The combination of the suffocating effects of the siege and the Israeli crackdown put pressure on Hamas to act. Israel’s bombing of a tunnel that killed nine Hamas members on July 7 gave Hamas little choice but to retaliate. This was the first time it broke the ceasefire agreed to in November 2012. (Israel had broken the ceasefire numerous times.)


Like other colonial massacres from Wounded Knee to My Lai, this assault on Gaza is inseparable from racism. Israel’s “mowing the grass” language is an insight into an entire way of thinking: Use racism to dehumanize a specific group of people and you can justify mass murder as simply “collateral damage”.

This is how Israel was able to put down the second intifada and how it’s been able to get away with murdering thousands of innocent women and children in its three wars on Gaza. It blares to the world that all Palestinians are beasts whose goal is to kill Jews, that Hamas = Islamist = Anti-Semitic=Terrorist. So anything done to stop “these savages” is justified. And in this war the racism has reached fever pitch, with open calls for genocide against Palestinians issued by prominent Israelis (here and here.)

Glenn Greenwald explains how this racism skews reality in the American media:”…when Palestinians overwhelmingly kill soldiers (95% of the Israeli death toll) who are part of an army that is blockading, occupying, invading, and indiscriminately bombing them and killing their children by the hundreds, that is “terrorism”; when Israelis use massive, brutal force against a trapped civilian population, overwhelmingly killing innocent men, women and children (at least 75% of the Palestinian death toll), with clear intentions to kill civilians, that is noble “self-defense.”


Beneath this eruption of racist killing, Israel has calculated political goals.

The first is collectively punishing Palestinians for Fatah and Hamas’ formation of a unity government which had just been finalized in June. Netanyahu was furious about this even though it was a product of his torpedoing of Secretary of State John Kerry’s peace efforts. After Abbas went out on a limb to make concessions, Netanyahu refused to release 26 Palestinian prisoners and made it clear he wasn’t interested in any peace deal. It was then that Abbas began discussions with Hamas regarding a unity government.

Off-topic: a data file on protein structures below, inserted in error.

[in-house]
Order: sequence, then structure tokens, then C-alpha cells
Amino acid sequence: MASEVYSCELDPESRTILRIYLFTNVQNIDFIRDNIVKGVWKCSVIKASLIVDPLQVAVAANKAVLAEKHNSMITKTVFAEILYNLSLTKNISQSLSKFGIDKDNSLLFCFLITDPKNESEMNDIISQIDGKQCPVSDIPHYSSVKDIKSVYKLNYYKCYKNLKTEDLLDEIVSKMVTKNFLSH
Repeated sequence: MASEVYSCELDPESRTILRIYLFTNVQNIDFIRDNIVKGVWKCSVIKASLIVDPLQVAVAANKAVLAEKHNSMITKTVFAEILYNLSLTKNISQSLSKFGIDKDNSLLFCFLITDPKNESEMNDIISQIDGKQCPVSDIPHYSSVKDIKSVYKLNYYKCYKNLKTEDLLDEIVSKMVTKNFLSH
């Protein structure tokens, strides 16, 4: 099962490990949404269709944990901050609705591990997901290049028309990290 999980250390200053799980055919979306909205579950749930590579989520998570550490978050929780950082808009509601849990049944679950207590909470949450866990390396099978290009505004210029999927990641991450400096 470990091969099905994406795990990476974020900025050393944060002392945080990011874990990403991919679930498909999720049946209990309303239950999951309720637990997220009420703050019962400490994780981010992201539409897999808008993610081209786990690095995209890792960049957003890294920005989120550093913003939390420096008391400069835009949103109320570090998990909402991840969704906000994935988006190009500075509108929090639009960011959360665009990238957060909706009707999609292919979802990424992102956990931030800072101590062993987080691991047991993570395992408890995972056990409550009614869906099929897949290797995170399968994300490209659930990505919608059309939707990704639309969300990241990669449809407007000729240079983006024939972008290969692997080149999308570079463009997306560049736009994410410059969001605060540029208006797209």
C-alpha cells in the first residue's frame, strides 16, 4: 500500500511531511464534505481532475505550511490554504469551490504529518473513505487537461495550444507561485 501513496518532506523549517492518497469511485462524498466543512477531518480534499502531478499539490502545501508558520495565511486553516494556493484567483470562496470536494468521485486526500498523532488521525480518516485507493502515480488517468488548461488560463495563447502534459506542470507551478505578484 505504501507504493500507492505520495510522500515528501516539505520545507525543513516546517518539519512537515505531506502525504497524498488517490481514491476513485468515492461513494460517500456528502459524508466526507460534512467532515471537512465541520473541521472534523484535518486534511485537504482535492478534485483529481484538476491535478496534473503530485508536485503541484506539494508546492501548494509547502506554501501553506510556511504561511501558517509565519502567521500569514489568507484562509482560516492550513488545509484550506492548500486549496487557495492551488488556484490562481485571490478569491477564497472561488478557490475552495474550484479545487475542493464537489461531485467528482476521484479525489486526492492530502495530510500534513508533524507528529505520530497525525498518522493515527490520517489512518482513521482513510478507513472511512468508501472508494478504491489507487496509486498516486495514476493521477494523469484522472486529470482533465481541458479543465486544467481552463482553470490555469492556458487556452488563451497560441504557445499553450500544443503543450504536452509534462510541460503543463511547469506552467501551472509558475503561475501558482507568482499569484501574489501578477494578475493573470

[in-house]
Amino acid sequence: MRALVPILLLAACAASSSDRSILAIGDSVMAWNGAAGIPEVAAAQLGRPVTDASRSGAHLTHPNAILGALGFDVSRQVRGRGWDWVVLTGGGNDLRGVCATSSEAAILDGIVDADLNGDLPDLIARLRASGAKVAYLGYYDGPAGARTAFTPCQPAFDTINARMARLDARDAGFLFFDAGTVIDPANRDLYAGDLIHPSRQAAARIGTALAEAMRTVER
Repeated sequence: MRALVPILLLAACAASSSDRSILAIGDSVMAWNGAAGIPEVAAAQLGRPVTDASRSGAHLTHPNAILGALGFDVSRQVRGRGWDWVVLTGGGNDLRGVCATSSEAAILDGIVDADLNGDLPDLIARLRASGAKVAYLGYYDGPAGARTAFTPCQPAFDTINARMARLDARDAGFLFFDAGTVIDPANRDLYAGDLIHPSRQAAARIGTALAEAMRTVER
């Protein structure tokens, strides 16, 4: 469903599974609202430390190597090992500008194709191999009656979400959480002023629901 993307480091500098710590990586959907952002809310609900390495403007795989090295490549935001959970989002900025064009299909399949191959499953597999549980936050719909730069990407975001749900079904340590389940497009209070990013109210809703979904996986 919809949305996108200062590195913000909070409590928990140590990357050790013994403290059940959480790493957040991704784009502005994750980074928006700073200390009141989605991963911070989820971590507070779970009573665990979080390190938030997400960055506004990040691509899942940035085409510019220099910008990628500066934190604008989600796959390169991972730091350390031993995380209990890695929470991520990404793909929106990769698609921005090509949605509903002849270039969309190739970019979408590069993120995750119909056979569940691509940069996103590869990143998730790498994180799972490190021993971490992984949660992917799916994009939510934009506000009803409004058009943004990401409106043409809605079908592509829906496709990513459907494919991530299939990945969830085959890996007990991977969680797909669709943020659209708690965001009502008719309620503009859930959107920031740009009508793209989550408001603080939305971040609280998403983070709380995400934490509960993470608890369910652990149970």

Provoking Hamas knowing that the response would include missiles fired into Israel, Netanyahu also aimed to send a message to Washington and the world: to have security for Israelis means there can never be a Palestinian state, even in its truncated two-state/limited sovereignty version. On July 11, Netanyahu held a press conference in which he publicly rejected the two state solution saying “There cannot be a situation, under any agreement in which we relinquish security control of the territory west of the River Jordan.” This didn’t come as a surprise to anyone familiar with Netanyahu. Liberal Zionist Peter Beinart explains, “In reality, what has changed are not Netanyahu’s views but his willingness to publicly acknowledge them.”

So this war is clearly about, as Rashid Khalidi says, “Israel’s permanent control over Palestinian land and Palestinian lives” and “denying Palestine self-determination, freedom, and sovereignty.” It’s about putting an end to the two state solution. Only this goal made Netanyahu willing to risk the world’s disapproval of his massive, indiscriminate attack on everyone and everything in Gaza.

Netanyahu’s calculation that Israel could get away with killing on a massive scale was also influenced by the triumph – at least for now – of repressive, counter-revolutionary forces in wake of the Arab Spring. A counter revolution spearheaded by Saudi Arabia and the new Egyptian military government created a situation in which, Israel believed, Hamas was isolated and could be destroyed. Saudi Arabia has always worked clandestinely with Israel, usually through the U.S., to undermine liberation struggles in the Middle East. But this time the pro-Israel tilt of the Saudis, the Egyptian government and others has been so pronounced it even made the front page of the New York Times. These regimes were even able to mostly quell grassroots protests against the Israeli assault in much of the Arab world.